High temperatures unleash marine heatwave in Mediterranean Sea

LISBON (REUTERS) – High temperatures across Europe this month have unleashed a prolonged marine heatwave in the Mediterranean Sea that could ravage ecosystems and kill off several species in the coming weeks, scientists have warned.

The extreme heat in recent weeks has already sparked wildfires and led to thousands of heat-related deaths in Europe, but that warmth has not been limited to the land.

The warmer air, along with shifting ocean currents and a stable sea surface, have warmed coastal Mediterranean waters several degrees Celsius beyond the average temperature of 24 deg C to 26 deg C for this time of year.

Waters between Spain’s Balearic Islands and the Italian coast were up to 5 deg C warmer than at the same time last year, Spain’s Amet weather agency said Friday (July 29).

It also warned that temperatures around the Spanish coast would be 3 deg C to 4 deg C higher until at least mid-August.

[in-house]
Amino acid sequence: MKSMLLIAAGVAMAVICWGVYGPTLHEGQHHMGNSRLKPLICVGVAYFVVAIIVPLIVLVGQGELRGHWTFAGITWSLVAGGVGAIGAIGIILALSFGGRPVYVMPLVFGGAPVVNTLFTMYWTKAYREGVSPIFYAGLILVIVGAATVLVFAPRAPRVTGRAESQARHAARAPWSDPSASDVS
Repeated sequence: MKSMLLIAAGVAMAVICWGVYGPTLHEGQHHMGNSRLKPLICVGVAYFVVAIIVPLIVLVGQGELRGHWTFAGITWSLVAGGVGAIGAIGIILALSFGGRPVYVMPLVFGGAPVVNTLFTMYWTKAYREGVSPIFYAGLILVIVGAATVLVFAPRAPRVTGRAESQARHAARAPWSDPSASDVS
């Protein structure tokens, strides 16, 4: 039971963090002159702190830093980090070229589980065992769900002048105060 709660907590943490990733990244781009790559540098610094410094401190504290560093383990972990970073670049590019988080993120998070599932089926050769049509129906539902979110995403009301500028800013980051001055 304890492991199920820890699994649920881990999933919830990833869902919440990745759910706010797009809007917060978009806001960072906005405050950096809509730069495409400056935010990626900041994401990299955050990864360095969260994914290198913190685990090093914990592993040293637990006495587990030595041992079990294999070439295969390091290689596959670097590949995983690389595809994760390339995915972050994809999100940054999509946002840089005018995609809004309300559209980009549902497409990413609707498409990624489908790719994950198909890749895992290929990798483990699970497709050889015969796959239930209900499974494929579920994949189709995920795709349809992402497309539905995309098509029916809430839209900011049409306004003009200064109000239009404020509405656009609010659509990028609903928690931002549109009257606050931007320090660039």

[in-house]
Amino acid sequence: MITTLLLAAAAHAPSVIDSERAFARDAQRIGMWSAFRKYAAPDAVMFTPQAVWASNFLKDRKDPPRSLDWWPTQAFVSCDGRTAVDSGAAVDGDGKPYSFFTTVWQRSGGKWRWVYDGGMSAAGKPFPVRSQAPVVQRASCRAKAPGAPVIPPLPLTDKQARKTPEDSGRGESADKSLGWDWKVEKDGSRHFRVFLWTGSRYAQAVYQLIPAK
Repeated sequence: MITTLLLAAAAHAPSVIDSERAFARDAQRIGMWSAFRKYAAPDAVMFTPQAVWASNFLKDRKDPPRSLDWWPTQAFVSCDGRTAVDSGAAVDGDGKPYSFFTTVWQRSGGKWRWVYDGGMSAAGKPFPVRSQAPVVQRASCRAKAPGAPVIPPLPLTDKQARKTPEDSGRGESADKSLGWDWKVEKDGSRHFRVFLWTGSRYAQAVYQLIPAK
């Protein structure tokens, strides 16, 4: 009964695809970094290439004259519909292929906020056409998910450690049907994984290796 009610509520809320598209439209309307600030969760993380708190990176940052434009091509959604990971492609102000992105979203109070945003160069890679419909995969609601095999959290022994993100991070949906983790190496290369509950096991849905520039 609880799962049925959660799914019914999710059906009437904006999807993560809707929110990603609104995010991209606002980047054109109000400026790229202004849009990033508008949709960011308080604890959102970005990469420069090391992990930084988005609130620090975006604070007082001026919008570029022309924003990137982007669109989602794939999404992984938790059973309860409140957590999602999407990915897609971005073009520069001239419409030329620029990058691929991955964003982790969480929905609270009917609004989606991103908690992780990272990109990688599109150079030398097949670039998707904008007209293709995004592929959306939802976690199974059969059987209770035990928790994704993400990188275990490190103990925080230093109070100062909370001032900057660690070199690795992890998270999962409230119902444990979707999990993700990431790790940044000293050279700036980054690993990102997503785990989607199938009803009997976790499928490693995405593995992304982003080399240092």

Spain’s ports’ authority said in a statement that the water in Cabo de Gata, in the country’s south-eastern corner, registered a 10-year temperature record of nearly 28 deg C on Monday (July 25).

Marine heatwaves, which are far less researched than heatwaves on land, are becoming more frequent due to climate change, adding pressure to ecosystems already struggling from over-fishing and plastic pollution.

Ocean scientist Jean-Pierre Gattuso told Reuters that water near the French coastal city of Nice was measured at 29.2 deg C on July 25 – around 3.5 deg C higher compared to the same day last year.

“This is an absolute record since at least 1994 and very likely earlier,” he said.

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“The ocean and sea are kind of a sponge for the heat,” Dr Gattuso explained.

Marine heatwaves also struck the Mediterranean in 2015 to 2019, leading to mass die-offs of marine life, according to a study this week from Spain’s Institute of Marine Sciences.

This year’s heatwave is worse.